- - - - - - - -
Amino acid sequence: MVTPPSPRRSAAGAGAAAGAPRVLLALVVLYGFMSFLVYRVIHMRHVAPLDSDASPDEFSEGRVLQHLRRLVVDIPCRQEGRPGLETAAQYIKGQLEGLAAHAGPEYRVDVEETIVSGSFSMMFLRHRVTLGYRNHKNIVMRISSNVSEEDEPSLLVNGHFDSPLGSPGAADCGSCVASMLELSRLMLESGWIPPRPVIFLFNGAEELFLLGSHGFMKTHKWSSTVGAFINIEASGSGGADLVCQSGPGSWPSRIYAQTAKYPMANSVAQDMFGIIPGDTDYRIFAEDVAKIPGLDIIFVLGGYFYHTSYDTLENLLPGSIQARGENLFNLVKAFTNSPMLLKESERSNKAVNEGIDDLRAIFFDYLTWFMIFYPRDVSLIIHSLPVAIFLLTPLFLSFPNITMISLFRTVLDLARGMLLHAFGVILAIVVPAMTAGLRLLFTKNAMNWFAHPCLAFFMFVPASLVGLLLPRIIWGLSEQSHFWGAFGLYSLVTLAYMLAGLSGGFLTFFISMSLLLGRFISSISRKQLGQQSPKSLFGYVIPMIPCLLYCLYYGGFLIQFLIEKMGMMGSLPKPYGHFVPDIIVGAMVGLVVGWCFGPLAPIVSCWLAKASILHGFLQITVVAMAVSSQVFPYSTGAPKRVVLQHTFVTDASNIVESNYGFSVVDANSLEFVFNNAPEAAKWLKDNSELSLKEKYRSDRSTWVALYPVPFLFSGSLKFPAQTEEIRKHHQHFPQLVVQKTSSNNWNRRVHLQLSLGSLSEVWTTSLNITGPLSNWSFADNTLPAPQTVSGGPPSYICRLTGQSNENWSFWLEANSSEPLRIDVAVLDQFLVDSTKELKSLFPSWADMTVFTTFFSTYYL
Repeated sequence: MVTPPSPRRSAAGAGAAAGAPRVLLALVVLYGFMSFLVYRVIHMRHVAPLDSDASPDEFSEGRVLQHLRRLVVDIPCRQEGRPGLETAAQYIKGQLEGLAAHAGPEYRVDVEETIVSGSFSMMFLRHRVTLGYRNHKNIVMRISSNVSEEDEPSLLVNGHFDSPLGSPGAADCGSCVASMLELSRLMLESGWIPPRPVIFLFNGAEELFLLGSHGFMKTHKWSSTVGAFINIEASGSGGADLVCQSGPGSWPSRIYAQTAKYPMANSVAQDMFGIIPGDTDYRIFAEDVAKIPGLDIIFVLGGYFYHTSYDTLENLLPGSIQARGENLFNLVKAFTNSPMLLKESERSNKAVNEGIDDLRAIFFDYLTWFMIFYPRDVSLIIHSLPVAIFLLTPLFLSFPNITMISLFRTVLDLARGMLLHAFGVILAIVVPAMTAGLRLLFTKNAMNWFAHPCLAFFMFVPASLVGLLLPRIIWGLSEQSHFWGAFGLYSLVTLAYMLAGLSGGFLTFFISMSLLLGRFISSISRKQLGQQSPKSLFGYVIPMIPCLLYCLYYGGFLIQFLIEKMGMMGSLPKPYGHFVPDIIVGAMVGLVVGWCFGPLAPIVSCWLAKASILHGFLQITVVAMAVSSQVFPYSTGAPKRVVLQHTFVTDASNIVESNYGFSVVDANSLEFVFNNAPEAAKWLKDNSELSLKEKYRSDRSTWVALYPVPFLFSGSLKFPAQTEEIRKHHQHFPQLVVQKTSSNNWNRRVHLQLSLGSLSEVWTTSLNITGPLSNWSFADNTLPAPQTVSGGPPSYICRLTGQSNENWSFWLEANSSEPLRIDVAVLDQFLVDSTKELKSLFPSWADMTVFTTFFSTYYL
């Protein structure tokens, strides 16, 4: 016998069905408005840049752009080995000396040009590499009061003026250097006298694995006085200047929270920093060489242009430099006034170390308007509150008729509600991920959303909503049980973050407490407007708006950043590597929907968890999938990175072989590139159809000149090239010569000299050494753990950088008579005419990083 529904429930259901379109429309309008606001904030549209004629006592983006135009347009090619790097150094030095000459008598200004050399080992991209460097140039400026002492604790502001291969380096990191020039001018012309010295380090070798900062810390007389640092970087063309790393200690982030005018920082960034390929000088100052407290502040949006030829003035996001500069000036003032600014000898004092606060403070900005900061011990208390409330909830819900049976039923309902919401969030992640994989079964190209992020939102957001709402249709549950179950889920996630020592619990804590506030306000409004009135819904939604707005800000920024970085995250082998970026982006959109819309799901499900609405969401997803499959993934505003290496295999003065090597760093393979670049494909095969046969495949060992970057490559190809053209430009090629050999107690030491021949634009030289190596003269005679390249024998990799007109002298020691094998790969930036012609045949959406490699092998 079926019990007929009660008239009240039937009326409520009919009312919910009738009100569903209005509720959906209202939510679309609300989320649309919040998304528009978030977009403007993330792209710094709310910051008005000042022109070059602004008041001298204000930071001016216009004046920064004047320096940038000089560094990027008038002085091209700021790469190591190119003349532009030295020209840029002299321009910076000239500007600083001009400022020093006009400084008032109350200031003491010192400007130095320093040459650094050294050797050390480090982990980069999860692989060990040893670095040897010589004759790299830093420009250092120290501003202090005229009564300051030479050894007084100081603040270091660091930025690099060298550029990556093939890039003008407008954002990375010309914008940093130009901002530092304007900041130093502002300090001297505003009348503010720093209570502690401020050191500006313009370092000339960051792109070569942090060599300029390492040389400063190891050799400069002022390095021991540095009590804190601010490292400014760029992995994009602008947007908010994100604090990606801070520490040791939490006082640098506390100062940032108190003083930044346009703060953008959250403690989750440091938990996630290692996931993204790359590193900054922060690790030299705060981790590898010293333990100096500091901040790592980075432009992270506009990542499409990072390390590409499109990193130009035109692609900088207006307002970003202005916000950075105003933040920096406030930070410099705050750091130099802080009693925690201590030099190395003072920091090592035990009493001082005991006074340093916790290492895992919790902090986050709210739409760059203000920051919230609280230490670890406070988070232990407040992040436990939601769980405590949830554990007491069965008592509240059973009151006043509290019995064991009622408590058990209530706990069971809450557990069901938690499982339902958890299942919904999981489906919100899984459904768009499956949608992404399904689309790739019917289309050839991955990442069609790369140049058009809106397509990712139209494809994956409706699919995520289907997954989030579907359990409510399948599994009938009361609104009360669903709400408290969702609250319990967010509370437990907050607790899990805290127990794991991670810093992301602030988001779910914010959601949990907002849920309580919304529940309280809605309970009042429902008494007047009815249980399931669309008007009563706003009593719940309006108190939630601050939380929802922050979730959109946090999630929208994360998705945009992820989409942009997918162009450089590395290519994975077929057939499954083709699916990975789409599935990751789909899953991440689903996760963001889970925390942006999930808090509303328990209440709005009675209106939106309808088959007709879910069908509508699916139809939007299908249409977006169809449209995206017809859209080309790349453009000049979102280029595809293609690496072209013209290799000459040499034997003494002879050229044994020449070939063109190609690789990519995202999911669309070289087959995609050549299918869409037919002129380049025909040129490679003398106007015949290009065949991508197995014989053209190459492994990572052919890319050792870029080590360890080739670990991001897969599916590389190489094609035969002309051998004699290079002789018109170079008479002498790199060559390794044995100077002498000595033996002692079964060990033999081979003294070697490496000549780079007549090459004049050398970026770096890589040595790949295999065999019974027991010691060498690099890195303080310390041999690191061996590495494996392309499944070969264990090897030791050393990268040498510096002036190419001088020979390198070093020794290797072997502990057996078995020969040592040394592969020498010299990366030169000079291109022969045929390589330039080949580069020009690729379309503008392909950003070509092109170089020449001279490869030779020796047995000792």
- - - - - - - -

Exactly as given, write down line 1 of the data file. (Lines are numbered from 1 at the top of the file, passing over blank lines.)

Amino acid sequence: MVTPPSPRRSAAGAGAAAGAPRVLLALVVLYGFMSFLVYRVIHMRHVAPLDSDASPDEFSEGRVLQHLRRLVVDIPCRQEGRPGLETAAQYIKGQLEGLAAHAGPEYRVDVEETIVSGSFSMMFLRHRVTLGYRNHKNIVMRISSNVSEEDEPSLLVNGHFDSPLGSPGAADCGSCVASMLELSRLMLESGWIPPRPVIFLFNGAEELFLLGSHGFMKTHKWSSTVGAFINIEASGSGGADLVCQSGPGSWPSRIYAQTAKYPMANSVAQDMFGIIPGDTDYRIFAEDVAKIPGLDIIFVLGGYFYHTSYDTLENLLPGSIQARGENLFNLVKAFTNSPMLLKESERSNKAVNEGIDDLRAIFFDYLTWFMIFYPRDVSLIIHSLPVAIFLLTPLFLSFPNITMISLFRTVLDLARGMLLHAFGVILAIVVPAMTAGLRLLFTKNAMNWFAHPCLAFFMFVPASLVGLLLPRIIWGLSEQSHFWGAFGLYSLVTLAYMLAGLSGGFLTFFISMSLLLGRFISSISRKQLGQQSPKSLFGYVIPMIPCLLYCLYYGGFLIQFLIEKMGMMGSLPKPYGHFVPDIIVGAMVGLVVGWCFGPLAPIVSCWLAKASILHGFLQITVVAMAVSSQVFPYSTGAPKRVVLQHTFVTDASNIVESNYGFSVVDANSLEFVFNNAPEAAKWLKDNSELSLKEKYRSDRSTWVALYPVPFLFSGSLKFPAQTEEIRKHHQHFPQLVVQKTSSNNWNRRVHLQLSLGSLSEVWTTSLNITGPLSNWSFADNTLPAPQTVSGGPPSYICRLTGQSNENWSFWLEANSSEPLRIDVAVLDQFLVDSTKELKSLFPSWADMTVFTTFFSTYYL